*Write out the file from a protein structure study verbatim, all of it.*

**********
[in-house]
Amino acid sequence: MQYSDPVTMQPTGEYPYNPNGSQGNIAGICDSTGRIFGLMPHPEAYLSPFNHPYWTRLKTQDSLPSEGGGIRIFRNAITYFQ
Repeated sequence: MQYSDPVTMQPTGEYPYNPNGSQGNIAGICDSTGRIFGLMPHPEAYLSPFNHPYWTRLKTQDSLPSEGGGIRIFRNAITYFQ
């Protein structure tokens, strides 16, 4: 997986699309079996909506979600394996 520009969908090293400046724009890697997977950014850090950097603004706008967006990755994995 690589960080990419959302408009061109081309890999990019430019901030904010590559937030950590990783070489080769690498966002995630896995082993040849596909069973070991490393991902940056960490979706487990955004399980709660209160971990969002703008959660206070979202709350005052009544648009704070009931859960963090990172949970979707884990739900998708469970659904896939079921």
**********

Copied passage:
[in-house]
Amino acid sequence: MQYSDPVTMQPTGEYPYNPNGSQGNIAGICDSTGRIFGLMPHPEAYLSPFNHPYWTRLKTQDSLPSEGGGIRIFRNAITYFQ
Repeated sequence: MQYSDPVTMQPTGEYPYNPNGSQGNIAGICDSTGRIFGLMPHPEAYLSPFNHPYWTRLKTQDSLPSEGGGIRIFRNAITYFQ
């Protein structure tokens, strides 16, 4: 997986699309079996909506979600394996 520009969908090293400046724009890697997977950014850090950097603004706008967006990755994995 690589960080990419959302408009061109081309890999990019430019901030904010590559937030950590990783070489080769690498966002995630896995082993040849596909069973070991490393991902940056960490979706487990955004399980709660209160971990969002703008959660206070979202709350005052009544648009704070009931859960963090990172949970979707884990739900998708469970659904896939079921």